On the other hand, you’ve got a bunch of people placing an equally immense amount of material value on printed books, which they say are worthwhile in that they form a irreplaceable core of the literary tradition and do more to continue that tradition than do digital texts (or online retailers). These are the ones who tell you that, if you stop buying books from your local indie store, you no longer respect the craft of writing or interpreting real literature.
So, although they wouldn’t want you to think this, they’re basically arguing the same point — that a particular medium by which to decode information can have inherent material value.
They’ve missed the memo about the way information flows, and the changing nature of its vehicles. They’ve failed to separate the message from the medium, and I don’t really understand why. Of all people, it should’ve been 21st century readers who finally realized that all they’re doing is looking at a series of letters. We’ve deconstructed everything else; why haven’t we gotten around the deconstruction of the way in which we receive not the thematic content of books, but the barest bones of information itself? And this doesn’t mean I’m going to throw out all of my paperbacks now. It doesn’t mean I’m going to burn my Kindle. It means I don’t feel that, by using either (or neither) method of decoding my information, I’m doing some kind of service to either the tradition of technological advancement or that of literary pith. How could I ever? How could Jonathan ever? How could anyone ever choose a correct path for a world of information that, as Baudrillard told us, ‘thinks itself?’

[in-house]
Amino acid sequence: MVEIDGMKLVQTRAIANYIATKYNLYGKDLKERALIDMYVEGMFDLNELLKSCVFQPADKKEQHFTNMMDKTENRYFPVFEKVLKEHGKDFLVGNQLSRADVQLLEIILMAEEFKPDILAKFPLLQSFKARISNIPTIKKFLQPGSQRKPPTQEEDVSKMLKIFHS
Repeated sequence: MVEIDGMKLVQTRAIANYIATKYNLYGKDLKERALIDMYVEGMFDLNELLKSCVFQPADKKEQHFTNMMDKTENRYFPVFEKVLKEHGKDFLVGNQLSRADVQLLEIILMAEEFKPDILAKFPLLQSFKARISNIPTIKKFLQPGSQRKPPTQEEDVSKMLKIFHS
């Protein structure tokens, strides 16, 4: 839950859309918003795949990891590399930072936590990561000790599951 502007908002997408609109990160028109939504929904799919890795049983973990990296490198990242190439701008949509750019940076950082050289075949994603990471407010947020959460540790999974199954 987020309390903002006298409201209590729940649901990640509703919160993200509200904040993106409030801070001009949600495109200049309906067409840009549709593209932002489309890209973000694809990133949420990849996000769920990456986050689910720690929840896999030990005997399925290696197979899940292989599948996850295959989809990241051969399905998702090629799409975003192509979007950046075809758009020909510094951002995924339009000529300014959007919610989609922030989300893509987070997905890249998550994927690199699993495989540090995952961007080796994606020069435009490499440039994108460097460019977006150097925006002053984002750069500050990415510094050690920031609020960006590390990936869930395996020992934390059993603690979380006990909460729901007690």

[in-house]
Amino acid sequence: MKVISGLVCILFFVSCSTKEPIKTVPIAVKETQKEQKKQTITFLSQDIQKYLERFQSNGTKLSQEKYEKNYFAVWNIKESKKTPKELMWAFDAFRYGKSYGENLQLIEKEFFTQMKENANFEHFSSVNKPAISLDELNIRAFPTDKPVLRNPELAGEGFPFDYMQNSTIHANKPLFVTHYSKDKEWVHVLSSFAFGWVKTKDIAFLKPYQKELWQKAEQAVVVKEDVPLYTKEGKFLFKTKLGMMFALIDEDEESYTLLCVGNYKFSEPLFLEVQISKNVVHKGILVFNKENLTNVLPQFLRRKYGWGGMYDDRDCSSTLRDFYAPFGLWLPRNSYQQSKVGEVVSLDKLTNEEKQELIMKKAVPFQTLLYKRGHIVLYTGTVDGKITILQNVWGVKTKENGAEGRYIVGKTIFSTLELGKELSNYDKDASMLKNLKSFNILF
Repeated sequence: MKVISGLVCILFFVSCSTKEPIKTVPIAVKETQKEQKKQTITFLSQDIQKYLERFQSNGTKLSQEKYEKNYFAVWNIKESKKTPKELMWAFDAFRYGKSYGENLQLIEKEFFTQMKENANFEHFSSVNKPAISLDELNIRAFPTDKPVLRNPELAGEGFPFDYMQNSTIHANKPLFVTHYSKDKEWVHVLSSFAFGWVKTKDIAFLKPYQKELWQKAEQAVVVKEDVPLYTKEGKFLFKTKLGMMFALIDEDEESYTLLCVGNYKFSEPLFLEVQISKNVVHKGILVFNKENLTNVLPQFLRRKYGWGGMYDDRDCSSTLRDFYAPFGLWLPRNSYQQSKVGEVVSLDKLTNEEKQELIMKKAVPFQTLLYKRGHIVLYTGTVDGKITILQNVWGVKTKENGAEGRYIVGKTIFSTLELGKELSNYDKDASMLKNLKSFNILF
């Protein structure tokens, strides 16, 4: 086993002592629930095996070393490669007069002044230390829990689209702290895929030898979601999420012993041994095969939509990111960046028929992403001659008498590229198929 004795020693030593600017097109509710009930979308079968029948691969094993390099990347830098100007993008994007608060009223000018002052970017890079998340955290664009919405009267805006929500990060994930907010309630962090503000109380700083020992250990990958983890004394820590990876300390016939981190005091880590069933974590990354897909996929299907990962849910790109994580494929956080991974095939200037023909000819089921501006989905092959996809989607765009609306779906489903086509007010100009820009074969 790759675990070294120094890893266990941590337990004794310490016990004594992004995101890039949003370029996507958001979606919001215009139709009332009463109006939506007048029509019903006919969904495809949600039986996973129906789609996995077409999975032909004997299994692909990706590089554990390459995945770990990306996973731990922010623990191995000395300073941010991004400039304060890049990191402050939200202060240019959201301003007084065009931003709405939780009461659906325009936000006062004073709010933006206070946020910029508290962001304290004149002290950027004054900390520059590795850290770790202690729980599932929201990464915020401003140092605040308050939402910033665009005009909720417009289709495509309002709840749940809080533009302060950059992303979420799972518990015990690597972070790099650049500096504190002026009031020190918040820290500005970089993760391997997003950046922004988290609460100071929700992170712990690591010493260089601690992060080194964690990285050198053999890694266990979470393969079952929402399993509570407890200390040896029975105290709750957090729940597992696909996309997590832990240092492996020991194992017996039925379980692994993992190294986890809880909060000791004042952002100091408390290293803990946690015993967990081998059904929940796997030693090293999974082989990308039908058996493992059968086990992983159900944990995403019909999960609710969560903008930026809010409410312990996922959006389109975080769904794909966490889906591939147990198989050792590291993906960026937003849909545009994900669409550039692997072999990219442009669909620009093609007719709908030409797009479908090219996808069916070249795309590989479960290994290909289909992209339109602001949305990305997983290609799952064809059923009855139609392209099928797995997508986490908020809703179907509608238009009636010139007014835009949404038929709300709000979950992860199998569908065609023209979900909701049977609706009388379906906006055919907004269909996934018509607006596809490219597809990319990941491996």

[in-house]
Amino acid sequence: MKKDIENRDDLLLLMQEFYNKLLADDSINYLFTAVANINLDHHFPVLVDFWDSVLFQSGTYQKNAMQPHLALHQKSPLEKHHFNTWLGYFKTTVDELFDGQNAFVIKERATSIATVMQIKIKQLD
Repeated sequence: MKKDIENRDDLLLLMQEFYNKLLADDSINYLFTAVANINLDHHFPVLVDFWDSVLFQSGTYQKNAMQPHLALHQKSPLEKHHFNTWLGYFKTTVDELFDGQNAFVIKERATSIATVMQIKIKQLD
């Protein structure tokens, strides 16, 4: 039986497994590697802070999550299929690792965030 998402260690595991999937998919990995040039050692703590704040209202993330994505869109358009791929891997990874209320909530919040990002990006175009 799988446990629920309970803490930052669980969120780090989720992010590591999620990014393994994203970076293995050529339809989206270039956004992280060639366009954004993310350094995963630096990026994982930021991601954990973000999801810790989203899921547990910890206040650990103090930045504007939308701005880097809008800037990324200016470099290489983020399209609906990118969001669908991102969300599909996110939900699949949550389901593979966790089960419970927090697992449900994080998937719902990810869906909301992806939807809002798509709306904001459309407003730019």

These are the waters we navigate now. The magnetic poles can no longer pull us one way or another, so we’ve chosen to begin blowing into the sails in various opposing directions, believing that in doing so we’ve become masters of our own ideological or literary fates. But as long as we remain hung up on debating something so arbitrary as the vessel by which we decode our signs and symbols, we can’t really claim to have learned anything from those whom we might now champion in defense of those same petty points of view.
The previous owner of my cargo waives his right to it the moment I decode it. When I jettison it in ecstasy, I do so knowing that his claims on it — it by now somewhere very different than my bookshelf, being used perhaps by some small animal for warmth and protection aside a fenced-off trash heap — have been voided by their very existence.
And throwing stuff around, however you try to dissect it, is always going to be kind of fun.